Some motivational theories that are completely useless. But others that are practical and tell us how to really motivate behavior. This focus here is on the practical — what is essential to know. And that starts out with knowing what motivation is and the 8 major sources that motivate us.
by Murray Johannsen. September 20, 2014. Last update: January 6, 2016. Mr. Johannsen also routinely does Live Presentations for corporations and associations. Feel to connect via Linkedin, or by email.
What Is Motivation
“Motivation is the effort, the drive, the desire, and the energy a person uses to activate and maintain goal driven behavior.” — Murray Johannsen
To understand what we see in the behavior of others, we must understand what we can cannot see, we must understand human motivation.
Why Motivation Is Important
“Most salesman try to take the horse and make him drink. The real job is to make the horse thirsty.” — Gabnel Siegel, President, MediCab during a speech to sales reps
When I was young, I would always ask my Mom about what I would see. I would say, “Why is the sky blue?” and she would say, “Go ask your Dad.” I would ask, “Why do the birds sing?” She would say, “Go ask your Dad.” I would ask, “Why does it rain?” and she would say, “Go ask your Dad.” Then I would go ask my Dad and he would say, “Go ask your Mom.”
As I have gotten old(er), I realized it wasn’t what I could see that I needed to understand, it was the unseen world that would not be seen.
Harnessing human motivation is a core competency of the transformational leader. Unlike managers who tend to rely on authority to make things happen inside organizations, the transformational leader harnesses the power inherent in human motivation.
I remember a few years ago sitting in a class on human motivation with a professor who forced us to read about every published theory on motivation published in the scholarly journals over the past 70 years. Finally, toward the end of the class one courageous (and desperate) student went ahead and asked him, “Of the many theories we have covered, which two or three are the most important to learn and to apply?” The professor gave an ambiguously ambiguous answer which went, “They are all important since each one has been thoroughly researched.”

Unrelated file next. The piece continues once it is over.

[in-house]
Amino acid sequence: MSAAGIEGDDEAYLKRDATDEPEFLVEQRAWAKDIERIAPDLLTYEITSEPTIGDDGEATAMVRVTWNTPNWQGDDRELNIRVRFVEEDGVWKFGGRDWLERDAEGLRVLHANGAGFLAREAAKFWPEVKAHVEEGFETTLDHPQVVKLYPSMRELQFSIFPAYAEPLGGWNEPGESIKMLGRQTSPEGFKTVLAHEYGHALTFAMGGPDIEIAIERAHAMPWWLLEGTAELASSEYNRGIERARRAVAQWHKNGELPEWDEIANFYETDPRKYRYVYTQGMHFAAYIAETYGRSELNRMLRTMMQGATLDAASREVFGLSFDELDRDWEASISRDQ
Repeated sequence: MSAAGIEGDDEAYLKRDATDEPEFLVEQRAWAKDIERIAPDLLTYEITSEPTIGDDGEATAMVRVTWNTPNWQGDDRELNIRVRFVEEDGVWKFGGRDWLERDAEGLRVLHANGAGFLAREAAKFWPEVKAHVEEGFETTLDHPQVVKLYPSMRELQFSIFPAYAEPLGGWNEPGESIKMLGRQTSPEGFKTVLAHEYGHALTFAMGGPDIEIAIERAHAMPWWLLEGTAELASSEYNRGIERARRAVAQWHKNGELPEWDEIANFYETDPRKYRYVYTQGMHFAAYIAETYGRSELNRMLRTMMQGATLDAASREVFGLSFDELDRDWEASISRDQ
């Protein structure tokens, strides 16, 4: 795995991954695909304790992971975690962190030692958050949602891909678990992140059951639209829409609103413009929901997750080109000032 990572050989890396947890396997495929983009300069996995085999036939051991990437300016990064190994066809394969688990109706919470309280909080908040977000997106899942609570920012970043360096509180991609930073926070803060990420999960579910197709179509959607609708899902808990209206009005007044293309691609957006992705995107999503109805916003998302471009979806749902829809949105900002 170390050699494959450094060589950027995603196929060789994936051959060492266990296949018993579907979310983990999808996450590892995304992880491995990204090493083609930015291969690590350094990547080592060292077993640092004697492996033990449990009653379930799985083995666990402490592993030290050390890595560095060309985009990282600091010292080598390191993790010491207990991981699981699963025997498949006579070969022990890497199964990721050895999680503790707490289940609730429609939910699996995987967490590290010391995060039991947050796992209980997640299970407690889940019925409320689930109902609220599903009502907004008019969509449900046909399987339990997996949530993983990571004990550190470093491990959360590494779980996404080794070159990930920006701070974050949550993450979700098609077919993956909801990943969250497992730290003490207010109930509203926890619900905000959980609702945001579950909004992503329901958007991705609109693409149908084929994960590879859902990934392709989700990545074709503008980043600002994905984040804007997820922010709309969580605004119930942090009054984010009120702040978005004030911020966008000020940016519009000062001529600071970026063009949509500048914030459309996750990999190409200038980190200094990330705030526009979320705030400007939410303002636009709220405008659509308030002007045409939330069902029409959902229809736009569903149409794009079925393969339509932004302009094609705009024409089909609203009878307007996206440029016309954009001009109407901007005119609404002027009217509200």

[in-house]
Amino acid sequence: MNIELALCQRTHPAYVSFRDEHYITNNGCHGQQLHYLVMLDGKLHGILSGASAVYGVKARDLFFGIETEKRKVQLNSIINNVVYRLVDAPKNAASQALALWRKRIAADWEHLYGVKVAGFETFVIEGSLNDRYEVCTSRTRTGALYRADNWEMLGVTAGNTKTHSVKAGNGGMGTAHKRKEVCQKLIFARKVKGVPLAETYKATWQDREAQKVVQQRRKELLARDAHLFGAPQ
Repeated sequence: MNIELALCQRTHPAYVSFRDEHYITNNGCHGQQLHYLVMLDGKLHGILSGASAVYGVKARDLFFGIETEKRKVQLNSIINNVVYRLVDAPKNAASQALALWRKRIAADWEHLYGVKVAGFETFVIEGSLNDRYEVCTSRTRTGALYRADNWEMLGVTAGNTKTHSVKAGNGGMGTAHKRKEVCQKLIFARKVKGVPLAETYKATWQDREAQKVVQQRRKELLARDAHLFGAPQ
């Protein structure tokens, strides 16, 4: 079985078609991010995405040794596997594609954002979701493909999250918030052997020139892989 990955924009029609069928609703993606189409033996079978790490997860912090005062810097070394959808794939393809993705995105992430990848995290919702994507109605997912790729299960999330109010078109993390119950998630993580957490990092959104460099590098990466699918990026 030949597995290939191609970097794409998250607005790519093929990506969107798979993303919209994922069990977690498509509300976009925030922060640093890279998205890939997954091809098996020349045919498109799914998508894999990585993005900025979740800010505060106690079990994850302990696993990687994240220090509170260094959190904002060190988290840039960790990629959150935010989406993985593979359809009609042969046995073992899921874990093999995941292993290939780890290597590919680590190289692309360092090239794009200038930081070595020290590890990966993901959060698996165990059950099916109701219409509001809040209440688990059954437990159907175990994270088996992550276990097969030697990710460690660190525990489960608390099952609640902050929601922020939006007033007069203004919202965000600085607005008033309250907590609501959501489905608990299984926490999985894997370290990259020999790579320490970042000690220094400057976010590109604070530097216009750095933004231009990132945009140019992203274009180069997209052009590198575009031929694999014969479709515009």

While a correct answer, it was also completely useless. This led to my search for a set of theories that one can learn and apply in the real world.
A Definition of Motivation
In police work, the related concept is that of motive, which implies some type of goal, a goal with enough motivational energy to cause a criminal act.
Major Types of Motivators
Behavioral Versus Cognitive
Within the world of psychology, there are two general schools of thought regarding motivation. The first school is called the behaviorist school. Those who hold this philosophy are not interested in black box of the human mind–they focus on observable behavior. There are three theories here one must know:
- Classical Conditioning
- Operant Conditioning, and
- Vicarious Learning (or modeling)
The contrasting school of thought are the motivational theories within the field of cognitive psychology. In this area there are many, many theories that take into account factors such as needs, beliefs, scripts, schemas, volition, attitudes, values, etc.
On the cognitive side of things, three models are worth knowing:
- Needs (Murray’s and Maslow),
- Equity Theory, and
- McClelland’s Learned Needs.
Intrinsic Versus Extrinsic Motivation
When we think of types of human motivation, we often start with a fundamental assumption that we are motivated from intrinsic OR extrinsic motivation factors. However, there is a third option, you are motivated by both.
Case: THE ALLIGATOR POOL